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How Red Planet Ended Val Kilmer's Acting Career

Val Kilmer's Hollywood tenure began in the mid-1980s in a film called "Top Secret!" by directors Jim Abrahams and David and Jerry Zucker. He took on the lead role of American rock star Nick Rivers, who travels overseas for a show but winds up at the heart of a sociopolitical conflict that holds the fate of Germany in its hands. His performance in this action-comedy didn't go unnoticed, and before he knew it, Kilmer was a prominent face in the likes of "Top Gun" and "Willow." However, this wasn't the peak of his career, as the most important years of his professional life — the 1990s — were yet to come.

By the time the '80s wrapped up, Val Kilmer was poised to become the biggest star in the entertainment industry. 1991 saw him transform into the music icon Jim Morrison for "The Doors," followed by an unforgettable portrayal of Doc Holliday in 1993's "Tombstone." The now-world famous actor didn't miss a beat as the decade reached its halfway point either, becoming the Dark Knight in 1995 for the late director Joel Schumacher's "Batman Forever," working with legends Al Pacino and Robert De Niro in "Heat" that same year, and even testing his voice acting skills in 1998 as a part of the DreamWorks Animation classic, "The Prince of Egypt."

Sadly, the new millennium didn't treat Val Kilmer well, and his stock as an on-screen talent waned dramatically. For the most part, this misfortune can be traced back to an infamous 2000 sci-fi flop known as "Red Planet."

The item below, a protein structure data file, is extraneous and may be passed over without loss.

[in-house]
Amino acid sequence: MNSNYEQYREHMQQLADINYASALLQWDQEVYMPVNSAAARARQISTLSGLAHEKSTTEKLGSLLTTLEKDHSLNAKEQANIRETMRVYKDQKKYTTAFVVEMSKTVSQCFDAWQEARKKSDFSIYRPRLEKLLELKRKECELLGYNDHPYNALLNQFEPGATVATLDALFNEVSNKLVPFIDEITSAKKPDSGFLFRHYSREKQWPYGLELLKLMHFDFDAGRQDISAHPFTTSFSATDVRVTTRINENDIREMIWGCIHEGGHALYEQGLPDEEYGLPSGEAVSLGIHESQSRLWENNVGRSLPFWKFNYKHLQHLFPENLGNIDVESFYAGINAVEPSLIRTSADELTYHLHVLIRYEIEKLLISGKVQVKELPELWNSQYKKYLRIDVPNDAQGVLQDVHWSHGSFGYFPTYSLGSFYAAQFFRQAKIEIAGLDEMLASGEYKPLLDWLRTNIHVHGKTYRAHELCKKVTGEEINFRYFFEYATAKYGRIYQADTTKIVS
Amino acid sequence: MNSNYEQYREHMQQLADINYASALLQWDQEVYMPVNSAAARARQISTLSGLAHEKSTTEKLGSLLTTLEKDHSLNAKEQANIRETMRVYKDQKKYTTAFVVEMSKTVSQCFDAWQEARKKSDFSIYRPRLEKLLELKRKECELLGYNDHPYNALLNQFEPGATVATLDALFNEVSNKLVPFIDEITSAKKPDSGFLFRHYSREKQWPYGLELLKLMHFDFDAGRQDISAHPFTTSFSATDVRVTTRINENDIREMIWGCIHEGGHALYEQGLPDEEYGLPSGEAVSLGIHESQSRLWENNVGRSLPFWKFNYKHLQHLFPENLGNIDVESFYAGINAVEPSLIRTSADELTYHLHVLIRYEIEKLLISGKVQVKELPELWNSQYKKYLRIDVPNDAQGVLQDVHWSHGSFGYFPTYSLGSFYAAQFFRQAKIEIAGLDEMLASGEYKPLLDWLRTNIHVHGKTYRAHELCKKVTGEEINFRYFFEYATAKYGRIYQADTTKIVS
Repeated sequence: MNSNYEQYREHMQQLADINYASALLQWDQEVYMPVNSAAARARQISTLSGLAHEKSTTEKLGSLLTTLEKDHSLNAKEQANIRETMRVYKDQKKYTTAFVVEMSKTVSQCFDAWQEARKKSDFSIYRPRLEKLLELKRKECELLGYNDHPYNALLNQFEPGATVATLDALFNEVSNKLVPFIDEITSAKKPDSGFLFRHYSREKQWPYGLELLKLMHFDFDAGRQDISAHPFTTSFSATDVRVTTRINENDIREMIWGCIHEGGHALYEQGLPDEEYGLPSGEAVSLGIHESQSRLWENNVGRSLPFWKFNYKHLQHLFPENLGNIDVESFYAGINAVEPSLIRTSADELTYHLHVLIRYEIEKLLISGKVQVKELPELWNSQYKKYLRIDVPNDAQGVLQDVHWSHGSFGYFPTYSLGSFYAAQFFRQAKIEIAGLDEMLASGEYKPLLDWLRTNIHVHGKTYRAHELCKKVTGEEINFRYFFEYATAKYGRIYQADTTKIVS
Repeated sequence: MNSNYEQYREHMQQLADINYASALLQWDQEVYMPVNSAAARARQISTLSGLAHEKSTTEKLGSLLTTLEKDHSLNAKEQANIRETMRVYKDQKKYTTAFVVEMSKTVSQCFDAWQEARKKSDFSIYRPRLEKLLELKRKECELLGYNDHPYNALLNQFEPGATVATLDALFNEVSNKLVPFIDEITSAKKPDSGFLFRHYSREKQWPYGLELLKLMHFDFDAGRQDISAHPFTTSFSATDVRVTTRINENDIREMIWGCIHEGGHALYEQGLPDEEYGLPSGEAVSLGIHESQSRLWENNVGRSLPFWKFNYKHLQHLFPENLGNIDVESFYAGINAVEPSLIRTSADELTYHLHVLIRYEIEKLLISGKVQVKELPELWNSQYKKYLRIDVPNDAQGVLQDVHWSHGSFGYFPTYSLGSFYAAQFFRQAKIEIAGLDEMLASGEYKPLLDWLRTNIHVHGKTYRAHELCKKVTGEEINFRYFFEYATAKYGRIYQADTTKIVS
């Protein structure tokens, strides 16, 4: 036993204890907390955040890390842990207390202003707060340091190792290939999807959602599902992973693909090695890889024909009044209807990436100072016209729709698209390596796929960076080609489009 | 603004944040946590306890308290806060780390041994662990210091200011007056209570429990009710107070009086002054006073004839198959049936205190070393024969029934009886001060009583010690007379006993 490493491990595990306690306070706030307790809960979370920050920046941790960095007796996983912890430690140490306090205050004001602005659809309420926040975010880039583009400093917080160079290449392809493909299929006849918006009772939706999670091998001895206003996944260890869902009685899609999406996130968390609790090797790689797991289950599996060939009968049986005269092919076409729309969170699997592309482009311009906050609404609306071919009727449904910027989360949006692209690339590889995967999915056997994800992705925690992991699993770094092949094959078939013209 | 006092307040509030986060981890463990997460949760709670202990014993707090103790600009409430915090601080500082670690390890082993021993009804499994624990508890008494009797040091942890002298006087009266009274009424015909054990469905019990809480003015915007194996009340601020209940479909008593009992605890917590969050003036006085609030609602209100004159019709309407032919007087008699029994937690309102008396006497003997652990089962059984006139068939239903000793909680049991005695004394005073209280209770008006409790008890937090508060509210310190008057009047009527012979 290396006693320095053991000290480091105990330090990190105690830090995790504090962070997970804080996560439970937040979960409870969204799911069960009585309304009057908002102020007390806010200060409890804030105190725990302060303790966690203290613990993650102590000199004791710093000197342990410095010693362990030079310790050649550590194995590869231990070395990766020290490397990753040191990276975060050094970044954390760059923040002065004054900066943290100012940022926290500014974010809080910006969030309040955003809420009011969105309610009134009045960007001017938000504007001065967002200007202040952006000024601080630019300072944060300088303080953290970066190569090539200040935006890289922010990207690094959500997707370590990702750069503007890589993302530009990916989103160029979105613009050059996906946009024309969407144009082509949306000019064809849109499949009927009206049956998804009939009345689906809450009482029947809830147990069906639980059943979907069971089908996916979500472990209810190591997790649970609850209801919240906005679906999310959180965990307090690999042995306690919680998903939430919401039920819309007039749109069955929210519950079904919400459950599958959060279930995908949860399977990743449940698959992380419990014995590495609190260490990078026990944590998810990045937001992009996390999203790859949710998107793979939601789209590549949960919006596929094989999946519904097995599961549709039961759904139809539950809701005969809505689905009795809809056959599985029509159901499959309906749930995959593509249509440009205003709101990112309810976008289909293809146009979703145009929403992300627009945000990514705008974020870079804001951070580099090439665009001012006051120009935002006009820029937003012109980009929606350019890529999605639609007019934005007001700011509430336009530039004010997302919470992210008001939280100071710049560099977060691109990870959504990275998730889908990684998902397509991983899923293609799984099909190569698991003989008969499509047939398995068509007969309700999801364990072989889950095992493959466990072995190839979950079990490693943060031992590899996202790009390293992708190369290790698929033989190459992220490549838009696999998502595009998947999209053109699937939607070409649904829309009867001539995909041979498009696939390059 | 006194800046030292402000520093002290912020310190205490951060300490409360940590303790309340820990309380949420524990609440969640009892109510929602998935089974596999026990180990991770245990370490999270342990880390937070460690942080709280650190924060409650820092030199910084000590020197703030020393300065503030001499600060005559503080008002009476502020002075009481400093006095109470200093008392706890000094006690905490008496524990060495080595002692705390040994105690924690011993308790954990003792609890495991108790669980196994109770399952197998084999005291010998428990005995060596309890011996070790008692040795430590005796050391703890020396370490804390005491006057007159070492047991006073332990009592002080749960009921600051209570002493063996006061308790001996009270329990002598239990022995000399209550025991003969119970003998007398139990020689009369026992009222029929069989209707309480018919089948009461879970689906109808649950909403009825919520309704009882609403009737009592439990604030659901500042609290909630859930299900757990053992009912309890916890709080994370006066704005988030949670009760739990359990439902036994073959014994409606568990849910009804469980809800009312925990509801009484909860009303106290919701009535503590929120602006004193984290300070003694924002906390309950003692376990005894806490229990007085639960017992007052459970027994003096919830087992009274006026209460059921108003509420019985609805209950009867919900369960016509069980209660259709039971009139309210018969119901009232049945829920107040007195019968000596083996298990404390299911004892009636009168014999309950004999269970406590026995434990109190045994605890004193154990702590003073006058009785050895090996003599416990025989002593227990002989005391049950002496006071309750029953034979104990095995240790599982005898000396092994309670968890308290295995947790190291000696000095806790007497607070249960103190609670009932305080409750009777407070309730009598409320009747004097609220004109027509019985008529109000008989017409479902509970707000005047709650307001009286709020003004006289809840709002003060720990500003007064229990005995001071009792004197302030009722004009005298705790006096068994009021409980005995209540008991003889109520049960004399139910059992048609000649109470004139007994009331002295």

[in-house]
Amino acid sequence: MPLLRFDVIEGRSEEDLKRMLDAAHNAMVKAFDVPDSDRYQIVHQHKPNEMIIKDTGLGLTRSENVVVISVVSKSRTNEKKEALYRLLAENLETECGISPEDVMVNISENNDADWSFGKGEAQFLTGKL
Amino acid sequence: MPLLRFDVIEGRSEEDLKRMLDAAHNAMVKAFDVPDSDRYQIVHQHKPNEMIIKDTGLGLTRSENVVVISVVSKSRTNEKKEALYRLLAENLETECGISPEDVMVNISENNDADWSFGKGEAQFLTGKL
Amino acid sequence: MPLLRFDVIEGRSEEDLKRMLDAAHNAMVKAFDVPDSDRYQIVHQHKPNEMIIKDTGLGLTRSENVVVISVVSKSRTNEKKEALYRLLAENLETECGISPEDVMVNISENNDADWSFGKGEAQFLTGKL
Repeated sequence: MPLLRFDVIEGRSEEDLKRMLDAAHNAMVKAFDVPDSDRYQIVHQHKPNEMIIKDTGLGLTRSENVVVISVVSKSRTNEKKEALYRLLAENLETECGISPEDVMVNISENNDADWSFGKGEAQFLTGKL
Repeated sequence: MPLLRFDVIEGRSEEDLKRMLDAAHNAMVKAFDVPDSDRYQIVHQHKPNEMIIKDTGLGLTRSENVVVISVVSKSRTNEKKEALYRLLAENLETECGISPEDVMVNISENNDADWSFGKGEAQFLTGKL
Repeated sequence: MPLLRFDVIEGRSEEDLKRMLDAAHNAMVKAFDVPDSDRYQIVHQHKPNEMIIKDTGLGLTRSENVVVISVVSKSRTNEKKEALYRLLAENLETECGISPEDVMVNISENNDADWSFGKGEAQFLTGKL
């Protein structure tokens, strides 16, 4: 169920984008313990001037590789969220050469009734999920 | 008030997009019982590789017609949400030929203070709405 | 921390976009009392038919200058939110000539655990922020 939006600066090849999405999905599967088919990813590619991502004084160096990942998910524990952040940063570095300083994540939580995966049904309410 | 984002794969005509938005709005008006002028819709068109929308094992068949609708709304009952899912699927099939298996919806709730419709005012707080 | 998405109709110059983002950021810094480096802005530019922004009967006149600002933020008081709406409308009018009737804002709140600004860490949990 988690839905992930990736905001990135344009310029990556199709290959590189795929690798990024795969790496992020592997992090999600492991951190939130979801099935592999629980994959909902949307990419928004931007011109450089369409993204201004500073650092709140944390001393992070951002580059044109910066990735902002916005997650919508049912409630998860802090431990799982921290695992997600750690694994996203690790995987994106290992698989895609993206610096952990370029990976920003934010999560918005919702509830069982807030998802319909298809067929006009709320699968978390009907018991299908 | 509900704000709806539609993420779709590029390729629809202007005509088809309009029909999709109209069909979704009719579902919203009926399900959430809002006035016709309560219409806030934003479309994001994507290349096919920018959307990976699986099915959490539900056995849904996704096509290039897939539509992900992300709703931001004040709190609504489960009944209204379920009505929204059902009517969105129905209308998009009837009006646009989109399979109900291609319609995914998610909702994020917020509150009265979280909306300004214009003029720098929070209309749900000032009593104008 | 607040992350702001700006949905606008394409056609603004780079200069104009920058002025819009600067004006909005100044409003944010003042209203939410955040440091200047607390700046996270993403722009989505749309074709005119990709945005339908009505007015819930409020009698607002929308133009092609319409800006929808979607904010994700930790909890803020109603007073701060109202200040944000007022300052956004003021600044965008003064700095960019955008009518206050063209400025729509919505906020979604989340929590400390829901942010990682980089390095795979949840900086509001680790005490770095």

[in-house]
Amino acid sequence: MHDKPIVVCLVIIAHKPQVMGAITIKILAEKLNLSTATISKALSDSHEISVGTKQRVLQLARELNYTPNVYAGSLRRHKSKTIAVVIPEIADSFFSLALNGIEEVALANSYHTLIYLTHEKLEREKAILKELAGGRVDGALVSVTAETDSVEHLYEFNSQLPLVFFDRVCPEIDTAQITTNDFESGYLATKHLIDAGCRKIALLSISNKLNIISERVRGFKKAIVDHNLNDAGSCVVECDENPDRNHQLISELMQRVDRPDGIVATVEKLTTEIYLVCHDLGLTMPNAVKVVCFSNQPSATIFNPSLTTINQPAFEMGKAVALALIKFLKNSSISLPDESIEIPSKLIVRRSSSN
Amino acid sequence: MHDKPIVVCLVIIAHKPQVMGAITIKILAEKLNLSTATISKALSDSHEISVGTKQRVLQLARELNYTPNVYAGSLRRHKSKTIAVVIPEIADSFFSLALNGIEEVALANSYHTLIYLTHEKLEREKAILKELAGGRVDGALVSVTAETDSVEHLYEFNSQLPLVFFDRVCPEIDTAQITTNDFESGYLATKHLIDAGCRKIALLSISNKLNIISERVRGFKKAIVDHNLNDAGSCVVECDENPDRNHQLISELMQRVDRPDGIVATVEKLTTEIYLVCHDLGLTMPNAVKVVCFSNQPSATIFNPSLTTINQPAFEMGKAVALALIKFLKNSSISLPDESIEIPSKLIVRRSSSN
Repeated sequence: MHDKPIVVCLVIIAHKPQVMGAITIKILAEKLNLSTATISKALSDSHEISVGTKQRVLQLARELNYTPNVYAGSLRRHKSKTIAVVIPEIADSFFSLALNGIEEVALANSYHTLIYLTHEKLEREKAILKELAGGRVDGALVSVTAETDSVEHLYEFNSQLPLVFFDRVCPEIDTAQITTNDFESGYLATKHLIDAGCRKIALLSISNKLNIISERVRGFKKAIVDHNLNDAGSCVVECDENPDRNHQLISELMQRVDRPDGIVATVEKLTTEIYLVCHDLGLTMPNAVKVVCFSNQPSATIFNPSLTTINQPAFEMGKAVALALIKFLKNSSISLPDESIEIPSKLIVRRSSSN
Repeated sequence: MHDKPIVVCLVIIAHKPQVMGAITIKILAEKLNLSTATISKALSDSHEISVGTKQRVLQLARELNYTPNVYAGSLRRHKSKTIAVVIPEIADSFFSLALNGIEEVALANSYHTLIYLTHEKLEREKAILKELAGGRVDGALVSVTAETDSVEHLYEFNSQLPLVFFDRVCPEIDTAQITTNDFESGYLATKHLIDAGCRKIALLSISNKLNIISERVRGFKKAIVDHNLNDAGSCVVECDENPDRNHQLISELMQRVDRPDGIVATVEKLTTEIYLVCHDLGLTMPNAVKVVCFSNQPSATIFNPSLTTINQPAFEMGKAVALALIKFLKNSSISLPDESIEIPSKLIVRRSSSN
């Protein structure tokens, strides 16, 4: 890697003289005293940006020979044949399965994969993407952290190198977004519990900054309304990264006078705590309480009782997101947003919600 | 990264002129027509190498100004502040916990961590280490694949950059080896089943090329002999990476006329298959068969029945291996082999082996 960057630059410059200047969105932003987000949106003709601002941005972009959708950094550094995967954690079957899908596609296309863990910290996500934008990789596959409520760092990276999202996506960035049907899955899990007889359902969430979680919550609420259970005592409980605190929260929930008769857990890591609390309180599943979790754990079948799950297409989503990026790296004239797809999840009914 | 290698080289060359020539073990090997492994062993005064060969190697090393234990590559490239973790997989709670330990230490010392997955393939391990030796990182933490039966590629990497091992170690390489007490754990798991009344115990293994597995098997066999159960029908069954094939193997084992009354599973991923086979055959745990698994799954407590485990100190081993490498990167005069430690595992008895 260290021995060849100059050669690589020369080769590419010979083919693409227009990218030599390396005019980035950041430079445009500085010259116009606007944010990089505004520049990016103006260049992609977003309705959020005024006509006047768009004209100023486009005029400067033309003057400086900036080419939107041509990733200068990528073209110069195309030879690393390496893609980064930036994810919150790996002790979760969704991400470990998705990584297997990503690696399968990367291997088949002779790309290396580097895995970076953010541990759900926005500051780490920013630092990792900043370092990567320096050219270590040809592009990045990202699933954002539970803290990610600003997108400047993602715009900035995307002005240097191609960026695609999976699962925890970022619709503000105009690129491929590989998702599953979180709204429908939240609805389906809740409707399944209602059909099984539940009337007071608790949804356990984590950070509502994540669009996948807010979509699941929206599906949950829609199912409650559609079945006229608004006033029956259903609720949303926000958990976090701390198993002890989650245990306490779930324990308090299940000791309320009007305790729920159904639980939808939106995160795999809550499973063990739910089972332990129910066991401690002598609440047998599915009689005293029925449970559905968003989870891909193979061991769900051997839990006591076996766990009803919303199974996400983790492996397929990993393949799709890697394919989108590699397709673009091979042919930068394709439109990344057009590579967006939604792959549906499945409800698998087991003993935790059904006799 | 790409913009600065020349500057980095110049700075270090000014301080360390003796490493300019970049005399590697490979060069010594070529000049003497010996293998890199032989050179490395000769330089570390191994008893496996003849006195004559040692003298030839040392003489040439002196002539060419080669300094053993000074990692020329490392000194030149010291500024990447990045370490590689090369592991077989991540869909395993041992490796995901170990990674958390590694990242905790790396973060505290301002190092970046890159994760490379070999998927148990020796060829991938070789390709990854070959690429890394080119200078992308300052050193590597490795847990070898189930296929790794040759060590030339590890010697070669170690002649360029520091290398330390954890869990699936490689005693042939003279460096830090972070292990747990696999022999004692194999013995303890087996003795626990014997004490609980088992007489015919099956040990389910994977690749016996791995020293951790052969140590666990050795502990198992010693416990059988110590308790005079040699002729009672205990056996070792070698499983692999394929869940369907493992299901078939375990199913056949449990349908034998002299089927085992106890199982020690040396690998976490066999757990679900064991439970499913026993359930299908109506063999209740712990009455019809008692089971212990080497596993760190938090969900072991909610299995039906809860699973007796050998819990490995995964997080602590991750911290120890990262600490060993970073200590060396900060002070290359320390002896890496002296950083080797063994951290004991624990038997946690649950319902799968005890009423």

Red Planet did irreversible harm to Val Kilmer's leading man status

"Red Planet" takes place in the year 2056 where Earth is on the verge of environmental collapse due to excessive pollution and overpopulation. To combat this crisis, expeditions to Mars have begun the terraforming process so that humanity can soon live on the famously uninhabitable planet. Inexplicably, their otherwise successful efforts fail, prompting an interdisciplinary team of astronauts to investigate, but things quickly go South in the worst way. By the end, it's left up to engineer Robby Gallagher (Kilmer) and commander Kate Bowen (Carrie-Anne Moss) to unravel the mystery and evade certain death at the hands of their extraterrestrial foes.

To this day, "Red Planet" is the only directorial effort from Antony Hoffman and, aside from its stunning visuals, is still regarded as a colossal failure. As far as viewer reception goes, its 14% rotten critical score on Rotten Tomatoes is accompanied by a consensus that claims it "suffers from a lack of energy and interesting characters." General moviegoers weren't much more forgiving, as evidenced by the still unimpressive 24% audience score, but what about its financial record? Well, it only made roughly $33.5 million on an $80 million budget, landing it firmly in box office bomb territory.

The problem with the film's reception isn't just that it didn't get many positive reviews. When critics got their eyes on "Red Planet" in 2000, many of their reactions to the film were downright scathing.

Critics had harsh words for Red Planet